时间：2019年12 月30日 8：30-9：30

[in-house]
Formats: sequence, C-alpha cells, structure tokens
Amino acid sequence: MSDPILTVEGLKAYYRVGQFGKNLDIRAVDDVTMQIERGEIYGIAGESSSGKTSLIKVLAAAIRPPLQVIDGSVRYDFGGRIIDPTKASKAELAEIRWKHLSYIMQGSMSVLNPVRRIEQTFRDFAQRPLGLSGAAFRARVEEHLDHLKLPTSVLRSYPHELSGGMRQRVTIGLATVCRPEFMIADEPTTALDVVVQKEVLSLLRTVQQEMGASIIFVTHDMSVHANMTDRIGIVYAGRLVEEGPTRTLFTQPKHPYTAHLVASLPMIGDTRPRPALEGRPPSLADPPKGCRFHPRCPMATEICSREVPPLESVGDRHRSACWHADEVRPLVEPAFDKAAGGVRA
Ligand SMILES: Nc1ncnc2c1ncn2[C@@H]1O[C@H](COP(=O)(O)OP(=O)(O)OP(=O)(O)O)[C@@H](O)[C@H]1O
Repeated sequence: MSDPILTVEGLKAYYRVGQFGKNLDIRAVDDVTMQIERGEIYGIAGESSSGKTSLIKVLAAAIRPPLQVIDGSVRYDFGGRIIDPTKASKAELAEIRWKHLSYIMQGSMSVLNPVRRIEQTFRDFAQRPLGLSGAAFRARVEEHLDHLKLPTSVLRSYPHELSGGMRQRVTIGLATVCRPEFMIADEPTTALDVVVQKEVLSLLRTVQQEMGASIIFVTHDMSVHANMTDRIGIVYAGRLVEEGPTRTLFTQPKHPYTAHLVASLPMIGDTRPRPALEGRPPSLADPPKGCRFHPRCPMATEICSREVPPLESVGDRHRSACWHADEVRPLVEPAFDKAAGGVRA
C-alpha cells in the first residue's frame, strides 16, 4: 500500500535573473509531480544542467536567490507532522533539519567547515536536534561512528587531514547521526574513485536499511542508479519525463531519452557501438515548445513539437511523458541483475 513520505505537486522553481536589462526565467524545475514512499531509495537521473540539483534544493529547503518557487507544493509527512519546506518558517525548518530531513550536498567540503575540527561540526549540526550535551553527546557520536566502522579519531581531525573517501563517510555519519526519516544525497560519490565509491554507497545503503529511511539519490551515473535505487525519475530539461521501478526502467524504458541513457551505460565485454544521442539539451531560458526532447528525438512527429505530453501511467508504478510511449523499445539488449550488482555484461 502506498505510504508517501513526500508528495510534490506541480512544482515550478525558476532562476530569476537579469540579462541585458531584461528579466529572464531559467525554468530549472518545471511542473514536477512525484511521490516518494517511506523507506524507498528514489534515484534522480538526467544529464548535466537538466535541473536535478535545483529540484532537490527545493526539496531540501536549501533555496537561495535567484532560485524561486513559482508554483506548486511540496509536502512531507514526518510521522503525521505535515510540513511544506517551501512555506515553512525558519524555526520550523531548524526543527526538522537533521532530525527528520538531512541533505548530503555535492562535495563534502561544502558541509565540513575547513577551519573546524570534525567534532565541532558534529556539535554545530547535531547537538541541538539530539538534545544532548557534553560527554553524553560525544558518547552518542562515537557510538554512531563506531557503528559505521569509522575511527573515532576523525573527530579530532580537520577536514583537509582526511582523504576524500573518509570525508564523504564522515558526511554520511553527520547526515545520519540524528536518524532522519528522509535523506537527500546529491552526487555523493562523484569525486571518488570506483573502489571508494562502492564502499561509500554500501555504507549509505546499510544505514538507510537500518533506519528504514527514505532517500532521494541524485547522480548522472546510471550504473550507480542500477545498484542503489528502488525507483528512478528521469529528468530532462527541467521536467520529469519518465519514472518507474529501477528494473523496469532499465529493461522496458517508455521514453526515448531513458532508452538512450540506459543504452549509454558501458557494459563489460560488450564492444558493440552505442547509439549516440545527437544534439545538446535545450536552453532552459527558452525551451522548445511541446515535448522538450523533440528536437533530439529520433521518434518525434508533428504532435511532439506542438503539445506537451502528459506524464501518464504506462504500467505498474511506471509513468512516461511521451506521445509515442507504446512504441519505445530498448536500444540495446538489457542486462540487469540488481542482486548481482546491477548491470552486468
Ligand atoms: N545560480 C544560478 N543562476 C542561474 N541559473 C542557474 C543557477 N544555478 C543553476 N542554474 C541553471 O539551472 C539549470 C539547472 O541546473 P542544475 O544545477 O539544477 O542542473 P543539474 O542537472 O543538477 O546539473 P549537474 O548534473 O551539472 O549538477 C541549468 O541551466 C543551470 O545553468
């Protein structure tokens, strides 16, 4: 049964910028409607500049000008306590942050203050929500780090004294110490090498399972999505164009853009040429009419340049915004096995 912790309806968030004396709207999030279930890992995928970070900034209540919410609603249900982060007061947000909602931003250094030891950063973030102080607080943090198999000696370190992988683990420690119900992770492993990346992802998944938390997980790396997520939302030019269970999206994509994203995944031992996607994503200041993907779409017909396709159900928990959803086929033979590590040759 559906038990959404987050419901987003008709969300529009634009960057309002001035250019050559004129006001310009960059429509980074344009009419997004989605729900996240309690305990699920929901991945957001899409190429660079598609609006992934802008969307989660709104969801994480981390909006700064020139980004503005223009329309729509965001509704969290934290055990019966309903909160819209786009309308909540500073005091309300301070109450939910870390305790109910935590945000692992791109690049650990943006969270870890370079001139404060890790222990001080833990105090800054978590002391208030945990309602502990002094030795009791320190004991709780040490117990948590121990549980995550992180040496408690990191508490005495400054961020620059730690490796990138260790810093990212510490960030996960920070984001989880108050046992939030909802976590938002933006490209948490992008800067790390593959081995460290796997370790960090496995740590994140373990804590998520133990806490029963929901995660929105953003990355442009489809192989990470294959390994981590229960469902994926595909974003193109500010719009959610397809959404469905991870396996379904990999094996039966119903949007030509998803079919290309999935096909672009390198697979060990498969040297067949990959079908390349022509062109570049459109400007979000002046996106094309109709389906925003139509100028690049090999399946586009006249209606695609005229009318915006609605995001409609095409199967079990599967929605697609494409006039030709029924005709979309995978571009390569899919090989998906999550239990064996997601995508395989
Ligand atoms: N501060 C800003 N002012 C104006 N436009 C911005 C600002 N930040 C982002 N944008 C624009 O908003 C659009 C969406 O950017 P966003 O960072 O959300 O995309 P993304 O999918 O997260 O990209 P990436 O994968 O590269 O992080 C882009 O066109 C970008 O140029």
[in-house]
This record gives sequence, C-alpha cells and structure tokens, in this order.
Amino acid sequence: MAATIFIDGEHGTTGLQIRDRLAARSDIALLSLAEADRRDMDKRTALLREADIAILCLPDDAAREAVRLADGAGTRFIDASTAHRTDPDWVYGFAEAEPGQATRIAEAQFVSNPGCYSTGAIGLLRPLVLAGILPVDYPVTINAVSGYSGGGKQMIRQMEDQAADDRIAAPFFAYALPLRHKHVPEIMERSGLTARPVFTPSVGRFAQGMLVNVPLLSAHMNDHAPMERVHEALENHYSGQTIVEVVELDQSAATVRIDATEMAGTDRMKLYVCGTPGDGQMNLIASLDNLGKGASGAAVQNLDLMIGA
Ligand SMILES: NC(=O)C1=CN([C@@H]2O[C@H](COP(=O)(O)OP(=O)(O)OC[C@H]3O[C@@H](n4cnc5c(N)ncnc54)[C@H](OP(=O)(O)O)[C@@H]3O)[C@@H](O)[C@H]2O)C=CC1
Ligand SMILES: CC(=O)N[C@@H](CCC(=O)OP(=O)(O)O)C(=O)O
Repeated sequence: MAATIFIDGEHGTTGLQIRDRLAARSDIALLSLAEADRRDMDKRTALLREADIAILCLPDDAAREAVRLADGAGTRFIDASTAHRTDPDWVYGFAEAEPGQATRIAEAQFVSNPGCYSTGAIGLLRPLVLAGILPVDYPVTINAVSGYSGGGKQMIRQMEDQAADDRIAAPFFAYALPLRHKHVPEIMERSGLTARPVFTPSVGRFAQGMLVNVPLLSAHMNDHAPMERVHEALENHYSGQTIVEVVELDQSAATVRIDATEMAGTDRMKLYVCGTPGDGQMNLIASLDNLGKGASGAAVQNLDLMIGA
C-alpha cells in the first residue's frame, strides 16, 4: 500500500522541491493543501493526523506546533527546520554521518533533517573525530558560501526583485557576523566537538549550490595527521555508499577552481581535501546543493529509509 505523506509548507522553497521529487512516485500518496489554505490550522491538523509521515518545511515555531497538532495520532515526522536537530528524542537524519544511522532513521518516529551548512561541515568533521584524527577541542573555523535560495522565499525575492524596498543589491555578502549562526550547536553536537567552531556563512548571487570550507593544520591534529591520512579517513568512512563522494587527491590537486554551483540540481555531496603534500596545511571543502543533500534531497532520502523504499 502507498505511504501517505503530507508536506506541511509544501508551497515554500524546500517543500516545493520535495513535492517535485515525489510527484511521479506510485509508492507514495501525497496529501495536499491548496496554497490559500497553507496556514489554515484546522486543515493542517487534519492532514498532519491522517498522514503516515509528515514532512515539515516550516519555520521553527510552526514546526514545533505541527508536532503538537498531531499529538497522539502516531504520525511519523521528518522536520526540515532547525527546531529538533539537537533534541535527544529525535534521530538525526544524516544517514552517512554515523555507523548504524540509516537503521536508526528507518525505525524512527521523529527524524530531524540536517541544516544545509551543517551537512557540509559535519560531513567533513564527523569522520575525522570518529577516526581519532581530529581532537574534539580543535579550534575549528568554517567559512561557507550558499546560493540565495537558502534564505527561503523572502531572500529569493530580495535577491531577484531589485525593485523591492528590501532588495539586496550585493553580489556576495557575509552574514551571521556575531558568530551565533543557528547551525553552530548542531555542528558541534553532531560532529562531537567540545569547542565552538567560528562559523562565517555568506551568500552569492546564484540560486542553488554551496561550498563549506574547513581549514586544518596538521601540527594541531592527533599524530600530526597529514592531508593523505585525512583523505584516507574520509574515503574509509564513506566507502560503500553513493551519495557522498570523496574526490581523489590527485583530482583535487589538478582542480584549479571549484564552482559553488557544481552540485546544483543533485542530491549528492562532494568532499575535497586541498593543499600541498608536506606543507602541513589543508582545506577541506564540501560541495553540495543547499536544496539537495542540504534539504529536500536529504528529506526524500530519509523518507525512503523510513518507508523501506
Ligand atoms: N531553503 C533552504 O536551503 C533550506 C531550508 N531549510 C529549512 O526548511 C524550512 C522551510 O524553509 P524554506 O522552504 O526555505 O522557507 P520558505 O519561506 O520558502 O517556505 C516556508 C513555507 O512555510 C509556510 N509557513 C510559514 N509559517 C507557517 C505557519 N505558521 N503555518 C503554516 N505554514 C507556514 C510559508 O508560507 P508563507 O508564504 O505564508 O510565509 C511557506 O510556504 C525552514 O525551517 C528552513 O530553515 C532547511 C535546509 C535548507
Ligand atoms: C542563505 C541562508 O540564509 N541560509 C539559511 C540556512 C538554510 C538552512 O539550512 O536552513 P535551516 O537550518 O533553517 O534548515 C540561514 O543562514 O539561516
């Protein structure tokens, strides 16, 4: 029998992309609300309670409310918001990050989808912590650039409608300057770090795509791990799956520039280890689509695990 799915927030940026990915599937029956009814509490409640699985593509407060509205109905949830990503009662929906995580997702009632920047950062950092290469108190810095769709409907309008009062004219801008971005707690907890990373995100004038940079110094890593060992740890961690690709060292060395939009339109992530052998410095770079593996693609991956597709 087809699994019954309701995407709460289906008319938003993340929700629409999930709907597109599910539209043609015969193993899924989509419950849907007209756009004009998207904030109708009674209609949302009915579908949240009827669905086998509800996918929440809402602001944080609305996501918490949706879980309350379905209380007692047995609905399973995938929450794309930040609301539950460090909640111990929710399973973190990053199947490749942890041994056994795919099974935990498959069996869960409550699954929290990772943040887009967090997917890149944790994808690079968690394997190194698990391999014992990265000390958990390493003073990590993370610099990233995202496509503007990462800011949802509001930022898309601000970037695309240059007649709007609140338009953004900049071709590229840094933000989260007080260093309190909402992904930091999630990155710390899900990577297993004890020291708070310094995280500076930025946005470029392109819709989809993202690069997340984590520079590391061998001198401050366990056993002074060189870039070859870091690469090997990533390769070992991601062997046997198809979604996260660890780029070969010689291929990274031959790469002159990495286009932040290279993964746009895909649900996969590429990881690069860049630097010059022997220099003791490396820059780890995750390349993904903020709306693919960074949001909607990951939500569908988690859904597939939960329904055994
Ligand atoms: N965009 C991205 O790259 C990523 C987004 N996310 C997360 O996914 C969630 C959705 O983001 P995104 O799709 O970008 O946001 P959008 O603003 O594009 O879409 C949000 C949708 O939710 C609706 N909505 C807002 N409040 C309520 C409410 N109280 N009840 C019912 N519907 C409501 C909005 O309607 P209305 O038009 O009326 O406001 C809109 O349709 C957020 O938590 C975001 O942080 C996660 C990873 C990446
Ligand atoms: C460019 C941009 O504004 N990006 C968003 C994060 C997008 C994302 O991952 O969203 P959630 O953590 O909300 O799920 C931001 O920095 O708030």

proxy records suggest that Atlantic ocean circulation experienced substantial changes during the past 22,000 years, which played an important role in regulating past climate changes. This period, with abundant paleo observations, provides an excellent opportunity to improve our understanding of the mechanisms underlying ocean circulation and climate change. However, proxy records are not direct measurements of physical variables, and the interpretation of proxy records can be influenced by many processes, complicating the model-data comparison. Therefore, different isotopes are implemented in climate models, which makes direct model-data comparison possible. In this study, an isotope-enabled ocean model (iCESM) is used to investigate Atlantic ocean circulation during the Last Glacial Maximum (LGM) and the last deglaciation as well as to assess the ability of different proxies to reconstruct past ocean condition. From direct model-data comparison, several specific problems are investigated: (1) Deglacial Antarctic Intermediate Water (AAIW) in the Atlantic; (2) Zonal contrast of d18O in the benthic foraminifera and Atlantic Meridional Overturning Circulation (AMOC) strength during the last deglaciation; (3) Atlantic water mass and AMOC during the LGM. These examples suggest that iCESM is a powerful tool for improving our understanding of past ocean changes and interpretations of proxy records.